What is raku?
Raku is a firing technique that originates in Japan and is used to fire traditional chawan teabowls intended for tea ceremonies. We use a firing process inspired by those techniques in which we fire bisqueware pottery or ceramic sculptural work in a kiln, typically using natural gas or propane as the fuel source. Once the wares in the kiln are at a temperature of about 1850 degrees Fahrenheit the glowing hot ceramic is removed from the kiln and placed into a reduction barrel. The reduction barrel is typically made of metal, such as a metal trash can. Inside the reduction barrel are combustibles; newsprint, sawdust, pine needles, etc. These ignite and the reduction barrel is closed with a metal lid. The combustibles create a reduced amount of oxygen and the glazes and ceramic react in such a way to give you beautiful results varying in blues, purples, reds, greens, gold, and more!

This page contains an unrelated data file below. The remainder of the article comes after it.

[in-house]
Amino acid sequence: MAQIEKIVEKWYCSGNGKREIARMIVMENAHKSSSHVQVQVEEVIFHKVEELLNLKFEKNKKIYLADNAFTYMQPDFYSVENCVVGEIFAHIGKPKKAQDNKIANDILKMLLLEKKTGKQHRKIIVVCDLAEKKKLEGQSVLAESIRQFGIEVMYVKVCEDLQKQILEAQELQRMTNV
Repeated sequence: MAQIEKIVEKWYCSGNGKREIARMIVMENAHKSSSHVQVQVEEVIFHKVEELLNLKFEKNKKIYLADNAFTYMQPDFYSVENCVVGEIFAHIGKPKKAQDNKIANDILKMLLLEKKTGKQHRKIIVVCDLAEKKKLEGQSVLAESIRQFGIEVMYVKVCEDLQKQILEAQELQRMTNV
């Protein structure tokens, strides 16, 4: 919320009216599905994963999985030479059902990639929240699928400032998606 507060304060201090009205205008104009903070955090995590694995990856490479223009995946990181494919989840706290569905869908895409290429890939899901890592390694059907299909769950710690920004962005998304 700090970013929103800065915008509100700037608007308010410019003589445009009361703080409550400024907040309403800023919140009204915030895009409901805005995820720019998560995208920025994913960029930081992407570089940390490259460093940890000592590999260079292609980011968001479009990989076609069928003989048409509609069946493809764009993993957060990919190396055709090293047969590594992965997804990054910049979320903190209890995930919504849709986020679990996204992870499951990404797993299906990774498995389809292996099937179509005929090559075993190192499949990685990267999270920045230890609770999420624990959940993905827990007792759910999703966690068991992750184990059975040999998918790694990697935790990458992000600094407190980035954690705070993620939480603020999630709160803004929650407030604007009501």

Join us for a packed day with a community raku, picnic lunch, and festivities out in the lush rolling hills of Occidental, CA (1.5 hrs from San Francisco)!
What's included in the Raku Workshop experience?
*Please note that raku fired pots are never fully vitrified, making them not food-safe.